Step 2: Understand the Plan
Duct tape is frustrating to manipulate in long lengths. You can easily degrade the quality of the bag--if not completely ruin your work--if you mess up even once. Therefore I highly suggest you understand the plan of action before starting. Of course you can skip through the steps and learn that way, but I have them condensed conveniently on this one page.
Simply, we will build layers of tape sheets that will form a flat shell which we will fold into a useful, bag-like shape.
The areas that comprise the panels of the bag are marked on the first picture. The outside border serves as an interface between the panels and also helps make a clean edge when finishing.
The second picture shows the layers we will be making. Although 3 are shown, there will be 5 in this tutorial. The other two are permutations on the other 3 and optional, though recommended.
Notice how layer 2 is only 10 widths wide rather than 11 widths wide for layer 1? This is how we get the border on the left and right sides of the sheet--layer 2 is offset by .94in on either side.
It seems simple.. and it is! In practice, though, there are annoying bits due to the nature of sticky back tape.
Now that you understand the project completely, we can proceed...
Step 3: Begin Layer 1
Here we begin in the logical place.
After components are gathered, find an open area free of wandering animals or children. Spread the cutting board/card board over a large, flat surface. Make the duct tape, pins and scissors handy.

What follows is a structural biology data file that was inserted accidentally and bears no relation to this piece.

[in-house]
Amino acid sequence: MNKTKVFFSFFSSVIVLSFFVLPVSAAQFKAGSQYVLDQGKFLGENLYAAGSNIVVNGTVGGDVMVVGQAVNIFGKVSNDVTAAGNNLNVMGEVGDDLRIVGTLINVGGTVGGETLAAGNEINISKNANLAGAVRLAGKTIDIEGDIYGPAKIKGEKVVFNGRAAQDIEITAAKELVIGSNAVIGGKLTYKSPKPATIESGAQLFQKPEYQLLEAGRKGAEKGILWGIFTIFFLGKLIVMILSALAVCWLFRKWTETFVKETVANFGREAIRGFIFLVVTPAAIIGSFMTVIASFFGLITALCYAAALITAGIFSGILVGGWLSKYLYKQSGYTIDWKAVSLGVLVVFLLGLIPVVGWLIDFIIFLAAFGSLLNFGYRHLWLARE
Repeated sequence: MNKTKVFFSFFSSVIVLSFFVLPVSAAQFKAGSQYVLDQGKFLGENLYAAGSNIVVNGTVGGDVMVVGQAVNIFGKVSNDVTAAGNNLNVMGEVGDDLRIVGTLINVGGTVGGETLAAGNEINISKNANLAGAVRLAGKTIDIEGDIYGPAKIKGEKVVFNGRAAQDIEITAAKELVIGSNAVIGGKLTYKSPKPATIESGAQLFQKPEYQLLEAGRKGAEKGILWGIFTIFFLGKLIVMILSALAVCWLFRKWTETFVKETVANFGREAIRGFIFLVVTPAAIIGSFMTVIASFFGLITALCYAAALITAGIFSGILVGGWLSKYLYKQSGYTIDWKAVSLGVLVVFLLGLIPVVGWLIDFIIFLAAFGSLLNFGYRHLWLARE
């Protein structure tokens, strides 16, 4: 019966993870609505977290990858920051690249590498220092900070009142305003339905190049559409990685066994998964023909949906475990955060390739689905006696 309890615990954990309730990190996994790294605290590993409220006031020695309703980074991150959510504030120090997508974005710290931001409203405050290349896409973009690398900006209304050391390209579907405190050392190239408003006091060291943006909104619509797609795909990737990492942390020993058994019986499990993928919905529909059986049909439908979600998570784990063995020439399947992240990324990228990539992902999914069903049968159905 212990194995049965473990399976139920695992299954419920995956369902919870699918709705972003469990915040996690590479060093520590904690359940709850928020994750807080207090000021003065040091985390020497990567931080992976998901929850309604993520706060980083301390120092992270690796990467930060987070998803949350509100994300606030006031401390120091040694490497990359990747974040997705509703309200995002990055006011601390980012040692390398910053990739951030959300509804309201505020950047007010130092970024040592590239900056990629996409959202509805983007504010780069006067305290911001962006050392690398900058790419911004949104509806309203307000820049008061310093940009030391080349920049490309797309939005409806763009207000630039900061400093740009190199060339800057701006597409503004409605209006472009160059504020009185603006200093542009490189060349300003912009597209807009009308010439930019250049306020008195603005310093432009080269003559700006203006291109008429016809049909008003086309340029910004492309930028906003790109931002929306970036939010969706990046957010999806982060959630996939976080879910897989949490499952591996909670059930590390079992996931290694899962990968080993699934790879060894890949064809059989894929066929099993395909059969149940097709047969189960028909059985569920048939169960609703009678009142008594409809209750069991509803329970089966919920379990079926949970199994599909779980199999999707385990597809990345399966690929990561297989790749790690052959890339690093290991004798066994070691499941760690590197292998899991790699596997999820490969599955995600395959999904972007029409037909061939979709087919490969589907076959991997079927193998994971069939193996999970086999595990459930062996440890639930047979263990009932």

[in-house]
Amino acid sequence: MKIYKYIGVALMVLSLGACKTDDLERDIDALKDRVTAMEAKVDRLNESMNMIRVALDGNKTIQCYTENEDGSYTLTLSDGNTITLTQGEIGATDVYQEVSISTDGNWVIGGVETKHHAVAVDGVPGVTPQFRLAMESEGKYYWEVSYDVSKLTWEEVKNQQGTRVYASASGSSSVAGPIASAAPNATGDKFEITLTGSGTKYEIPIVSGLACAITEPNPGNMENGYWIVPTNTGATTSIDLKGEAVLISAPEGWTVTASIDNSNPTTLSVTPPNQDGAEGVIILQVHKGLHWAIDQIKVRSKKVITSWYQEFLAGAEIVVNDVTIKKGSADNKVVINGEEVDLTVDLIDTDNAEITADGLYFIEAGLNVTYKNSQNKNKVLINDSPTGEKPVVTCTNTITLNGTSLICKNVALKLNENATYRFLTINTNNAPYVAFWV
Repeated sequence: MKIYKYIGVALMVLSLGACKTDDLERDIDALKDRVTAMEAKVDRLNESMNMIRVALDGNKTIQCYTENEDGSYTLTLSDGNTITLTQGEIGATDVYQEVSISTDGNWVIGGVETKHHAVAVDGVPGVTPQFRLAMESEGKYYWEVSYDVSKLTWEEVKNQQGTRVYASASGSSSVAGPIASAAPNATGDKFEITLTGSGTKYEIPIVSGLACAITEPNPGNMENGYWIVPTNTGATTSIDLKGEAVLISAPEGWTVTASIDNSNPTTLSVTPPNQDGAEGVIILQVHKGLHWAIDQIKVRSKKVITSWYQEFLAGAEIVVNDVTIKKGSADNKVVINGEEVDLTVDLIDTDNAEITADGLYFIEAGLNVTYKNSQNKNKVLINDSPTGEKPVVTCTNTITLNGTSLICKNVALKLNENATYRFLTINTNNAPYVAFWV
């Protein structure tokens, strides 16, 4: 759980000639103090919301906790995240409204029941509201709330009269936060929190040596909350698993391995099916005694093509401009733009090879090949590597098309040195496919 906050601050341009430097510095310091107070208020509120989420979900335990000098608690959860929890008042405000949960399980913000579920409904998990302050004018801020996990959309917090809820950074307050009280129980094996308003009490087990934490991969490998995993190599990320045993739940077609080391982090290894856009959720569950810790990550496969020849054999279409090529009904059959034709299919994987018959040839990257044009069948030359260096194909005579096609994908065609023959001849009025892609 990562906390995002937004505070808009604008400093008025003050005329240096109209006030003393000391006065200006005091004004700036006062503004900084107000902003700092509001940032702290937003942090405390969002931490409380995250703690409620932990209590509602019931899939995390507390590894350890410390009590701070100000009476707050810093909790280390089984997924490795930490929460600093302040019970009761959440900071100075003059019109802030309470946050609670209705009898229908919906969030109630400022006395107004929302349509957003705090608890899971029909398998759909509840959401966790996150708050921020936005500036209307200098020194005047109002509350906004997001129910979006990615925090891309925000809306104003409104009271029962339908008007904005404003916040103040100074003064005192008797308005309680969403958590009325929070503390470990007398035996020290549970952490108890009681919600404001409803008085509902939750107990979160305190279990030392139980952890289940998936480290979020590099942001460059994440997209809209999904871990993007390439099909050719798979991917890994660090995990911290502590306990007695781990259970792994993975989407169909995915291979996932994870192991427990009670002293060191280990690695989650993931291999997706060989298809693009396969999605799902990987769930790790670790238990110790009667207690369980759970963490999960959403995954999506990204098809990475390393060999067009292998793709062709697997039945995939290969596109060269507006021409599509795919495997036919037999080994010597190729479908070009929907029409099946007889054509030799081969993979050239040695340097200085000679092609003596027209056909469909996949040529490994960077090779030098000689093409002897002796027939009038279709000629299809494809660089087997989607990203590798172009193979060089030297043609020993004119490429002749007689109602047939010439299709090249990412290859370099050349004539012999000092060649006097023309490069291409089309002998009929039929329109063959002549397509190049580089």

Cut one 36in strip of duct tape. With the sticky side face up, pin a corner to the board. Make sure you will have enough room on either side to accommodate the full width of the sheet.
Pull opposite corner of the pinned corner taught and pin. Make sure the length of the tape as a straight as possible.
Finish pinning the other corners, and adjust geometry as necessary.
Repeat 6 more times. Try to minimize the gap between the lengths, of course keeping the length as straight as possible.
Layer one is not done--it still needs side panels, but we'll get back to finishing it in a few steps.
Step 4: Begin Layer 2
Layer 2 begins much like layer 1. There are no pins this time.
Cut a 35in length of duct tape and place about 1in offset of the first layer.
This operation takes practice, you'll find. I suggest you stand or sit perpendicular to the sheet of tape. After cutting the 35in piece of tape, use your right thumb and middle finger to stick to the corners on the right of the tape, doing likewise with your left hand.
After both sides are stuck securely to your two fingers, pull taught. Align the piece above where it needs to be placed and slowly lower, adjusting as necessary. Lower until the piece is attached to the first layer. If you make a mistake, try to minimize the amount of contact with the bottom layer and pull gently off then try again.
You may accidentally pull the first layer up while pulling up on a failed strip placement. If this happens, just re-seat the pins, while making sure that the strip of tape is still aligned.
Repeat 5 more times, and you're done with the first tricky part.
Step 5: Begin Layer 3
If you had trouble with the previous step, the next part should be much easier.
Cut 6 pieces of tape 11.25in long.
Using the same thumb/middle finger technique as before, place this layer perpendicular to the previous layers at the 'top' of the sheet.
These pieces should span the second layer, covering it completely.
Place all 6 pieces, then we can move onto finishing the first and second layer.